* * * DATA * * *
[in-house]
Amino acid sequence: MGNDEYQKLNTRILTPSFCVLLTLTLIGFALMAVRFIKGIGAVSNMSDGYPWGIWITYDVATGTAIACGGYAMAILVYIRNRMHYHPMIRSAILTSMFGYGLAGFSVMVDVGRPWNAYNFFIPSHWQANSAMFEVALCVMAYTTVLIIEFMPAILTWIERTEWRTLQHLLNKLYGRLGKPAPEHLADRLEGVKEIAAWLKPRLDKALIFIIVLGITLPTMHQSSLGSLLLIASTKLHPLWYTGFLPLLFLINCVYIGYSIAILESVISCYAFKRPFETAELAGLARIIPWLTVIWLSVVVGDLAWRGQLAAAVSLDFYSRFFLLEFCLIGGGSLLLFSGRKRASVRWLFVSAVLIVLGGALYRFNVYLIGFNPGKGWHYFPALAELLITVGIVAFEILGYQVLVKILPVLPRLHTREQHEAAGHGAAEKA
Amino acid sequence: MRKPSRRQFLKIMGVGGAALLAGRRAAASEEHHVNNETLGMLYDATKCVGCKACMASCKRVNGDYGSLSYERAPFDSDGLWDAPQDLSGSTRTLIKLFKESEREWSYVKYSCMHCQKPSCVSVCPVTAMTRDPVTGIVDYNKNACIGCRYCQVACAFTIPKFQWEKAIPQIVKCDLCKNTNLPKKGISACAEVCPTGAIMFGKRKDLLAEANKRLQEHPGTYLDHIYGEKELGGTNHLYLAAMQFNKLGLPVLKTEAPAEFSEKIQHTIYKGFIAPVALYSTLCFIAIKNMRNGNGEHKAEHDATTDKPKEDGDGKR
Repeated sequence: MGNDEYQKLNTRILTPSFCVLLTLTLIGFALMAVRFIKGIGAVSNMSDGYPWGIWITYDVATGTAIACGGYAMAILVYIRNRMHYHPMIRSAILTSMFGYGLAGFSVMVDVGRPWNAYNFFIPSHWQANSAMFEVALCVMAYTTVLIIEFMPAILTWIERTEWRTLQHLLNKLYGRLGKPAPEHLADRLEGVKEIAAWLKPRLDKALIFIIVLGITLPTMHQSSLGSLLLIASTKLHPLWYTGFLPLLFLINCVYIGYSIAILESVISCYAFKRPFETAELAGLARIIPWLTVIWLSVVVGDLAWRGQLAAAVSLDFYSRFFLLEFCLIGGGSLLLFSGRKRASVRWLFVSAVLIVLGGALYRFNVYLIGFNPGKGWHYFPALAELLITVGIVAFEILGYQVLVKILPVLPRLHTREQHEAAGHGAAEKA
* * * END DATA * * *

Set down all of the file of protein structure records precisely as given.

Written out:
[in-house]
Amino acid sequence: MGNDEYQKLNTRILTPSFCVLLTLTLIGFALMAVRFIKGIGAVSNMSDGYPWGIWITYDVATGTAIACGGYAMAILVYIRNRMHYHPMIRSAILTSMFGYGLAGFSVMVDVGRPWNAYNFFIPSHWQANSAMFEVALCVMAYTTVLIIEFMPAILTWIERTEWRTLQHLLNKLYGRLGKPAPEHLADRLEGVKEIAAWLKPRLDKALIFIIVLGITLPTMHQSSLGSLLLIASTKLHPLWYTGFLPLLFLINCVYIGYSIAILESVISCYAFKRPFETAELAGLARIIPWLTVIWLSVVVGDLAWRGQLAAAVSLDFYSRFFLLEFCLIGGGSLLLFSGRKRASVRWLFVSAVLIVLGGALYRFNVYLIGFNPGKGWHYFPALAELLITVGIVAFEILGYQVLVKILPVLPRLHTREQHEAAGHGAAEKA
Amino acid sequence: MRKPSRRQFLKIMGVGGAALLAGRRAAASEEHHVNNETLGMLYDATKCVGCKACMASCKRVNGDYGSLSYERAPFDSDGLWDAPQDLSGSTRTLIKLFKESEREWSYVKYSCMHCQKPSCVSVCPVTAMTRDPVTGIVDYNKNACIGCRYCQVACAFTIPKFQWEKAIPQIVKCDLCKNTNLPKKGISACAEVCPTGAIMFGKRKDLLAEANKRLQEHPGTYLDHIYGEKELGGTNHLYLAAMQFNKLGLPVLKTEAPAEFSEKIQHTIYKGFIAPVALYSTLCFIAIKNMRNGNGEHKAEHDATTDKPKEDGDGKR
Repeated sequence: MGNDEYQKLNTRILTPSFCVLLTLTLIGFALMAVRFIKGIGAVSNMSDGYPWGIWITYDVATGTAIACGGYAMAILVYIRNRMHYHPMIRSAILTSMFGYGLAGFSVMVDVGRPWNAYNFFIPSHWQANSAMFEVALCVMAYTTVLIIEFMPAILTWIERTEWRTLQHLLNKLYGRLGKPAPEHLADRLEGVKEIAAWLKPRLDKALIFIIVLGITLPTMHQSSLGSLLLIASTKLHPLWYTGFLPLLFLINCVYIGYSIAILESVISCYAFKRPFETAELAGLARIIPWLTVIWLSVVVGDLAWRGQLAAAVSLDFYSRFFLLEFCLIGGGSLLLFSGRKRASVRWLFVSAVLIVLGGALYRFNVYLIGFNPGKGWHYFPALAELLITVGIVAFEILGYQVLVKILPVLPRLHTREQHEAAGHGAAEKA